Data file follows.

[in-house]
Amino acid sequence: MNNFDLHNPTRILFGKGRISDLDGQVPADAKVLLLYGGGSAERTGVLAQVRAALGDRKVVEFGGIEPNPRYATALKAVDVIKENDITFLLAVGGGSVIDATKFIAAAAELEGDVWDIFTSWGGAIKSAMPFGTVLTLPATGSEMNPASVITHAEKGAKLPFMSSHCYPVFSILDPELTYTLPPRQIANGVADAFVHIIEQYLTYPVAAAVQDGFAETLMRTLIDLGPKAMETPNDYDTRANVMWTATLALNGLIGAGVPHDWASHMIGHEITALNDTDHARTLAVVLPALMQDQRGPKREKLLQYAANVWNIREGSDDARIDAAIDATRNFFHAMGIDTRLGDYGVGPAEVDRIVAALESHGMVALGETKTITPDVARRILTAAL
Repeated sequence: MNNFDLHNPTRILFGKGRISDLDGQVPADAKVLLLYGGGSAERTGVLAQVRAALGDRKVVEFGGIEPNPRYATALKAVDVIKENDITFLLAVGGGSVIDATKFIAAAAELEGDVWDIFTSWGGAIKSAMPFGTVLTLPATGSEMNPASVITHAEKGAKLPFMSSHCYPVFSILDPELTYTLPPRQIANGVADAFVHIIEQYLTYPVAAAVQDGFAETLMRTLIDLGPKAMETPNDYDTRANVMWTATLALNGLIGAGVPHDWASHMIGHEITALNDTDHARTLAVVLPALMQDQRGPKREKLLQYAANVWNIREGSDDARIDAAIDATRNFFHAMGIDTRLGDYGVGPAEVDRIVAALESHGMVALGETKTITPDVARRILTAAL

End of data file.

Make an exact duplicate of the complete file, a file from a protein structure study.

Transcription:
[in-house]
Amino acid sequence: MNNFDLHNPTRILFGKGRISDLDGQVPADAKVLLLYGGGSAERTGVLAQVRAALGDRKVVEFGGIEPNPRYATALKAVDVIKENDITFLLAVGGGSVIDATKFIAAAAELEGDVWDIFTSWGGAIKSAMPFGTVLTLPATGSEMNPASVITHAEKGAKLPFMSSHCYPVFSILDPELTYTLPPRQIANGVADAFVHIIEQYLTYPVAAAVQDGFAETLMRTLIDLGPKAMETPNDYDTRANVMWTATLALNGLIGAGVPHDWASHMIGHEITALNDTDHARTLAVVLPALMQDQRGPKREKLLQYAANVWNIREGSDDARIDAAIDATRNFFHAMGIDTRLGDYGVGPAEVDRIVAALESHGMVALGETKTITPDVARRILTAAL
Repeated sequence: MNNFDLHNPTRILFGKGRISDLDGQVPADAKVLLLYGGGSAERTGVLAQVRAALGDRKVVEFGGIEPNPRYATALKAVDVIKENDITFLLAVGGGSVIDATKFIAAAAELEGDVWDIFTSWGGAIKSAMPFGTVLTLPATGSEMNPASVITHAEKGAKLPFMSSHCYPVFSILDPELTYTLPPRQIANGVADAFVHIIEQYLTYPVAAAVQDGFAETLMRTLIDLGPKAMETPNDYDTRANVMWTATLALNGLIGAGVPHDWASHMIGHEITALNDTDHARTLAVVLPALMQDQRGPKREKLLQYAANVWNIREGSDDARIDAAIDATRNFFHAMGIDTRLGDYGVGPAEVDRIVAALESHGMVALGETKTITPDVARRILTAAL